When education officials proposed a new charter school in Williamsburg, community members said there wasn't any need. The school opened this fall, and it turns out the critics may have been right. NY1's Lindsey Christ filed the following report.
A new charter school opened last month in Williamsburg. This week, it was put on probation, leaving Citizens of the World Charter School 1 at risk of being closed before the end of its first year, something that's never happened to a city charter school.
"So many families in Brooklyn are looking for an educational option like we're providing," said Mark Comanducci of Citizens of the World Charter School.
If so, the school's had a hard time finding them.
It's rare for city charters to go on probation or be closed. When that's happened, it's been because of management issues or low student performance. But in this case, it's enrollment.
"There was no need for this elementary school to open in the first place," said Brooke Parker, who is part of a local parent group that's been opposed to the school since it was first proposed nearly two years ago.
"They haven't been able to come up with enough students over the past year because there has been no demand in my community," she said.
Her group has argued that local parents already had enough choices between existing schools, each of which was already under-enrolled.
Citizens of the World ran three charters in Los Angeles before getting the go-ahead from the SUNY Charter School Board of Trustees to open the Williamsburg school.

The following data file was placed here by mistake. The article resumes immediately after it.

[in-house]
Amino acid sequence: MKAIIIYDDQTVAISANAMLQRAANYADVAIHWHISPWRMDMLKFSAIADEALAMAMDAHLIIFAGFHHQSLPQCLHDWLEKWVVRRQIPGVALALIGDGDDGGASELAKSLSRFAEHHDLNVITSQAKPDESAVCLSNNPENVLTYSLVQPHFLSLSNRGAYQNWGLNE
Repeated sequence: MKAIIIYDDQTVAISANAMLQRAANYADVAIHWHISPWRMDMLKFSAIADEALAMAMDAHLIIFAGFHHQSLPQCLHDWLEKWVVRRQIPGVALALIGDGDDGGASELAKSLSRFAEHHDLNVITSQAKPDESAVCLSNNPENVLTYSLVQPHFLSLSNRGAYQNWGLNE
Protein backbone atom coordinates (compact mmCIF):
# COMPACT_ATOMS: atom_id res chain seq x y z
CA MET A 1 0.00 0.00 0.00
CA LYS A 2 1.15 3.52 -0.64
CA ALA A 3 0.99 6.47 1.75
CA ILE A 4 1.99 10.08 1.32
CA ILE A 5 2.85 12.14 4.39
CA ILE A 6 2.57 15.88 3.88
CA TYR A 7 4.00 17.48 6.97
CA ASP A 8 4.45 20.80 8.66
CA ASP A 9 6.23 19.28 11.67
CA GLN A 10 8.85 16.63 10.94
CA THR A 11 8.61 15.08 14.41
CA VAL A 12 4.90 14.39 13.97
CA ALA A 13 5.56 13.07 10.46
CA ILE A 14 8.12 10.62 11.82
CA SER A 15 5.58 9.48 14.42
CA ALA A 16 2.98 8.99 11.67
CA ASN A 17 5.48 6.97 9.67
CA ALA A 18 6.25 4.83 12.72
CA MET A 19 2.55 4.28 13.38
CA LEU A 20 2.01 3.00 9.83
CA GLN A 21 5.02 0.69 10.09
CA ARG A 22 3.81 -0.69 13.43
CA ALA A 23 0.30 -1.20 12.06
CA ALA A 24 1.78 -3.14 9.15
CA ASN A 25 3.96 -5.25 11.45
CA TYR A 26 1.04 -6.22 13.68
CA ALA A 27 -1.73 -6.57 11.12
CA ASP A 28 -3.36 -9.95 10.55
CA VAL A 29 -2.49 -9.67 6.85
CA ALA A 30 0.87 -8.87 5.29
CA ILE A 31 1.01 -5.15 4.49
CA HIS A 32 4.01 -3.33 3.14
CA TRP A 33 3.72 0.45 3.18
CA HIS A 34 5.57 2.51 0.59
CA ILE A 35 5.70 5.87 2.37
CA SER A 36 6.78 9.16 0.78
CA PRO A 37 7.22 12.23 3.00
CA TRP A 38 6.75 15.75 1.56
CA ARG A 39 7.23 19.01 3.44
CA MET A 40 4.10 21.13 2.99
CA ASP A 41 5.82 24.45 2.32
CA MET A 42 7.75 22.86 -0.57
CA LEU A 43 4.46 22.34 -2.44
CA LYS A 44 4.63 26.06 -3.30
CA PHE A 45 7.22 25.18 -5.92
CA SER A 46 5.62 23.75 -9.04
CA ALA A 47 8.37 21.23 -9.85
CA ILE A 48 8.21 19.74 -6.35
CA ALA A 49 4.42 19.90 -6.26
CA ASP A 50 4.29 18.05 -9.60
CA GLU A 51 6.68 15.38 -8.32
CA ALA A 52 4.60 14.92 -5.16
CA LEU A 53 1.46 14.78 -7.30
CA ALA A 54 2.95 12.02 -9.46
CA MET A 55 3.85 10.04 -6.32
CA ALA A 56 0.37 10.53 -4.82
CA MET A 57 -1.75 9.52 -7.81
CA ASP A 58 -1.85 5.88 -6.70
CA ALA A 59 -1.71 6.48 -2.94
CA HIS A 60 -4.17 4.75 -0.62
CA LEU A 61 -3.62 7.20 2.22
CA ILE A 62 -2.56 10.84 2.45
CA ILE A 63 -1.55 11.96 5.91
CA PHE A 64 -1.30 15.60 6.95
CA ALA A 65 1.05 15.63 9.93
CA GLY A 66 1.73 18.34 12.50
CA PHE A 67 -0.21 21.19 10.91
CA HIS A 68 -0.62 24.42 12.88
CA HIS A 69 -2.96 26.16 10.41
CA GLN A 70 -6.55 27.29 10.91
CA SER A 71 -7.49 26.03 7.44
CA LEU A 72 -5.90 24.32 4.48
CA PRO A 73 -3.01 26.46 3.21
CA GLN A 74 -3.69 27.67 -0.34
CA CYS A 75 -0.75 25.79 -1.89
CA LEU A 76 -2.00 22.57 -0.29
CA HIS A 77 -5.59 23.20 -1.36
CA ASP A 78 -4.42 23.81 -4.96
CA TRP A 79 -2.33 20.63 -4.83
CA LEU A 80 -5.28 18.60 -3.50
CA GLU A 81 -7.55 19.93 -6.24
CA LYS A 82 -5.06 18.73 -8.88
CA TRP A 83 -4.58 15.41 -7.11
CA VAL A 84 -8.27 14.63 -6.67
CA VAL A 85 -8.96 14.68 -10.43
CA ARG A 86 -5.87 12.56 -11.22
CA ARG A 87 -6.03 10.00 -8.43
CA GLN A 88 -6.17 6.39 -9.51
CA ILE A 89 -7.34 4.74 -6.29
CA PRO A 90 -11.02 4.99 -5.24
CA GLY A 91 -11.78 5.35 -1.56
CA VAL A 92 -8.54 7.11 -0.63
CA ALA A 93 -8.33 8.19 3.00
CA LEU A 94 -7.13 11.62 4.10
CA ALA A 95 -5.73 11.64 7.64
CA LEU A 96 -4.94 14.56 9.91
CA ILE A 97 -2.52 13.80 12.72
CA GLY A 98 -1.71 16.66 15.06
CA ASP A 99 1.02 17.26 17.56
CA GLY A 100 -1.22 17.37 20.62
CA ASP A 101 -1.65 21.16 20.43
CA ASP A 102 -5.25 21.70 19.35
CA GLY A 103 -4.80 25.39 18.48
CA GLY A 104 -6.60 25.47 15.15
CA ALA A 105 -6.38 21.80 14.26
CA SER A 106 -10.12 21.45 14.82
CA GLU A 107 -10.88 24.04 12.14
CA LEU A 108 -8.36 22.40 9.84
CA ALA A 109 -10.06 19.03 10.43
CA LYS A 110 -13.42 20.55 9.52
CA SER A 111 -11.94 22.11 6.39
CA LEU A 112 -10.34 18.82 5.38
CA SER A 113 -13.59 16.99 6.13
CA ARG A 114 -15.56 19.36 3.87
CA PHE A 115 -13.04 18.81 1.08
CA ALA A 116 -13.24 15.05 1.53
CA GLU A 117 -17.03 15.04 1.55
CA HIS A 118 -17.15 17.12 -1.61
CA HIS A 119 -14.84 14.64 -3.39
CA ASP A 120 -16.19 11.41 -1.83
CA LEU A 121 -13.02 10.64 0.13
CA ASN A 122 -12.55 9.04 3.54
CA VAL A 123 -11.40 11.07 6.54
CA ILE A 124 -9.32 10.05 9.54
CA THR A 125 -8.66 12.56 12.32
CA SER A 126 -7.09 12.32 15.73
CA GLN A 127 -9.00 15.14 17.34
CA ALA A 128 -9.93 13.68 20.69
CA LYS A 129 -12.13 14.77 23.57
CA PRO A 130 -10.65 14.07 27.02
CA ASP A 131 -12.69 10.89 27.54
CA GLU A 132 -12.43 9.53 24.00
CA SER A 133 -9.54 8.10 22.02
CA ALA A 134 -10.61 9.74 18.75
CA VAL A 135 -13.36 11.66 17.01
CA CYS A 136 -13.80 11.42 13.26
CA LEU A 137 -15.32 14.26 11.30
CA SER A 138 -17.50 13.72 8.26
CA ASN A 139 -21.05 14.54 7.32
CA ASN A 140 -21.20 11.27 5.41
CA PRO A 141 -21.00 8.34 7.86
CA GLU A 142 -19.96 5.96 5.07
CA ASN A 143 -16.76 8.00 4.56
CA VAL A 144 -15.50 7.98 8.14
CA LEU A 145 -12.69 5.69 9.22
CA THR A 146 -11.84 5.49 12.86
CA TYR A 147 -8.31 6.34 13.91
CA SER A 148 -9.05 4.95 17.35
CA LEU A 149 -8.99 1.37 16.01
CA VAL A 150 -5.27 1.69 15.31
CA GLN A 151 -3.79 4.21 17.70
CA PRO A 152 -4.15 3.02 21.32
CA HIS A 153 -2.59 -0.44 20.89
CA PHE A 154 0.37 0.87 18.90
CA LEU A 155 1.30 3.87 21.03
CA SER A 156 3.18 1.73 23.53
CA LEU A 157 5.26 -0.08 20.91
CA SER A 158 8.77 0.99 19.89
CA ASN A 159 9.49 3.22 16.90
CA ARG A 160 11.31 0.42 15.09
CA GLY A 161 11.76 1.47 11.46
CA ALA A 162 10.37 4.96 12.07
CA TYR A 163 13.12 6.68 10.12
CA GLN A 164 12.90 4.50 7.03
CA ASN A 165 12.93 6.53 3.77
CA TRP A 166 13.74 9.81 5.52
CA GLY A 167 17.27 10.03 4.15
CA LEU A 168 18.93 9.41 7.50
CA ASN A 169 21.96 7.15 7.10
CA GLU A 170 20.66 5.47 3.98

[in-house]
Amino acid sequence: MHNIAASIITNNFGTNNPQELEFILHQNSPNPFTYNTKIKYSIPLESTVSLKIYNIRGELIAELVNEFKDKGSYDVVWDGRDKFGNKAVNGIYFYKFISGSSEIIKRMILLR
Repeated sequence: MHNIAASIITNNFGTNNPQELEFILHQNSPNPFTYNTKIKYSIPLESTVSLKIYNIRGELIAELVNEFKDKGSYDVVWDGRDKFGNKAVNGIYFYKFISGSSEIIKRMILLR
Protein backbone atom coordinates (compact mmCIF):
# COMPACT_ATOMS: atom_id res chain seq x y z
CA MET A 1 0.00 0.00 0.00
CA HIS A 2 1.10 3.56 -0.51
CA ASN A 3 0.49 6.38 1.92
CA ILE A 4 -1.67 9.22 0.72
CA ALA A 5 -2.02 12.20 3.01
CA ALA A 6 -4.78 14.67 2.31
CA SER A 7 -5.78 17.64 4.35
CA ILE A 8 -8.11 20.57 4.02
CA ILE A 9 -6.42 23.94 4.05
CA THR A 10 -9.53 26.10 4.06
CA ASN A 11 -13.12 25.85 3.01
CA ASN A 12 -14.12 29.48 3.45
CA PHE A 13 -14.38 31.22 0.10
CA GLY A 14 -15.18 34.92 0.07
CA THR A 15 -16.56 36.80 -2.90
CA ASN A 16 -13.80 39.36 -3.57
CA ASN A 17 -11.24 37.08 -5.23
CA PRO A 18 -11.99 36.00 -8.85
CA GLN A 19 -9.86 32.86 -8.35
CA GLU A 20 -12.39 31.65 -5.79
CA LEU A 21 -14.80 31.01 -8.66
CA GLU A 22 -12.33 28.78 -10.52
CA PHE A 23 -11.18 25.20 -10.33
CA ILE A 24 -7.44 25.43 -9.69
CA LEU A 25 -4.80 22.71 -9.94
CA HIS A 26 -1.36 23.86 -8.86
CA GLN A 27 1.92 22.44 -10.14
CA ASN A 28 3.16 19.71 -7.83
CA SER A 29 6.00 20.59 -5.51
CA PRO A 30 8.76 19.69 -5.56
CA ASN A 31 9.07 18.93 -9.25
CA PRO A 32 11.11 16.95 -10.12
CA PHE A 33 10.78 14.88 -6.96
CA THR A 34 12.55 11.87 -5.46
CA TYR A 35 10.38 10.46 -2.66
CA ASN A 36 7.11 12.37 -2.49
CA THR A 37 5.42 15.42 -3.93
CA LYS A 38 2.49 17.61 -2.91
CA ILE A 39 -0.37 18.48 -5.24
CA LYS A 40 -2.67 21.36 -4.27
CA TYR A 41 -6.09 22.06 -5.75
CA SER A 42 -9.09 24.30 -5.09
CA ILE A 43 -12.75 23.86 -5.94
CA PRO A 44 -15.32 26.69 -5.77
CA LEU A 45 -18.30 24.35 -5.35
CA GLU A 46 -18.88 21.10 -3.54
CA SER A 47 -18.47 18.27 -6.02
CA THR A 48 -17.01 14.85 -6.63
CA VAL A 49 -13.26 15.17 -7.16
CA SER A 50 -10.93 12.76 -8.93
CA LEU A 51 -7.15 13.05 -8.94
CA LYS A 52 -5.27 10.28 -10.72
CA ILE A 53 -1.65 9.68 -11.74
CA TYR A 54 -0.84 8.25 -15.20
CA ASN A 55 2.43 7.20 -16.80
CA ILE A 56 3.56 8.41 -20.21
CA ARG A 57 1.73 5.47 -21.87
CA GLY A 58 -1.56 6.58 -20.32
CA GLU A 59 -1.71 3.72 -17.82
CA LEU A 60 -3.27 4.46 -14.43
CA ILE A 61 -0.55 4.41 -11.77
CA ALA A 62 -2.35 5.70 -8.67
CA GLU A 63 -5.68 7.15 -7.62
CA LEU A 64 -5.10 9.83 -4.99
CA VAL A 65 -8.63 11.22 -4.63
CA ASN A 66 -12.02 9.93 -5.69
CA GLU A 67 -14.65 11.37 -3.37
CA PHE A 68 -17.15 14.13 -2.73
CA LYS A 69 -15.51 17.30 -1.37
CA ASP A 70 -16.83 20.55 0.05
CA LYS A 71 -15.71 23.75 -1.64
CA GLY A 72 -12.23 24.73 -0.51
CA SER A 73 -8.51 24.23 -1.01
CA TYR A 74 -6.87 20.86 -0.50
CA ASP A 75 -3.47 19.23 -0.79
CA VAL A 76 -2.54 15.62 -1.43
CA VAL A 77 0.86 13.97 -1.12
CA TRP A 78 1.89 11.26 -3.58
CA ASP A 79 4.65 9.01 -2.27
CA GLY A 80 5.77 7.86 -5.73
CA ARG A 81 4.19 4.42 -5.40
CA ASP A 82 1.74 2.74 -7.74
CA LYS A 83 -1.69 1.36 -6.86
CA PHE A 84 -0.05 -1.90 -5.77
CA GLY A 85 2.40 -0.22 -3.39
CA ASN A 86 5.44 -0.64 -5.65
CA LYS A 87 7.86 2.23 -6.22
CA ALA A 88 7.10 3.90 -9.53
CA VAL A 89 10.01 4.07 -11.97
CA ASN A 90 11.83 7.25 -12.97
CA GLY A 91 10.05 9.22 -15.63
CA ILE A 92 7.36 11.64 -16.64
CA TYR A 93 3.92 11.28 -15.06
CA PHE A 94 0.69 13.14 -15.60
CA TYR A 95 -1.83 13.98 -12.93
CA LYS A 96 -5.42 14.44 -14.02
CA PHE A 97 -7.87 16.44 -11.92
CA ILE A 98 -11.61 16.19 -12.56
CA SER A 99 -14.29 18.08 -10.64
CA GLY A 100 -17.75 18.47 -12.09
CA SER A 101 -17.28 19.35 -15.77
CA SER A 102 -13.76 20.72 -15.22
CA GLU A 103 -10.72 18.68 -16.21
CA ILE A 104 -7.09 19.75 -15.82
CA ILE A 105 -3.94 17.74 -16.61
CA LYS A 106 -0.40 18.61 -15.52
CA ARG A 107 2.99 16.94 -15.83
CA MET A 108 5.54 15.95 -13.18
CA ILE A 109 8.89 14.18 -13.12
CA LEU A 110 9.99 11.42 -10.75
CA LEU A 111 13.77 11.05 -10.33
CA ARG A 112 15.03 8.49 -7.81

To be approved, charters have to demonstrate local community demand, but in this case, SUNY noted that it "received a number of comments...both in support of and in opposition to the proposed school." It did not note the specific number in support, but did include the number opposed: "281 e-mails, 182 postcards and 32 letters."
"They've been approving almost every single school," Parker said.
The school was supposed to serve 126 students this year, but there were only 62 by the end of September, and according to data obtained through the Freedom of Information Act, only four came from the neighborhood.
"Anyone that comes, we are going to take," Comanducci said. "We don't turn anyone away."
The school now has 78 students, but the SUNY charter board says it must enroll a minimum of 100. It has a month to find 22 more.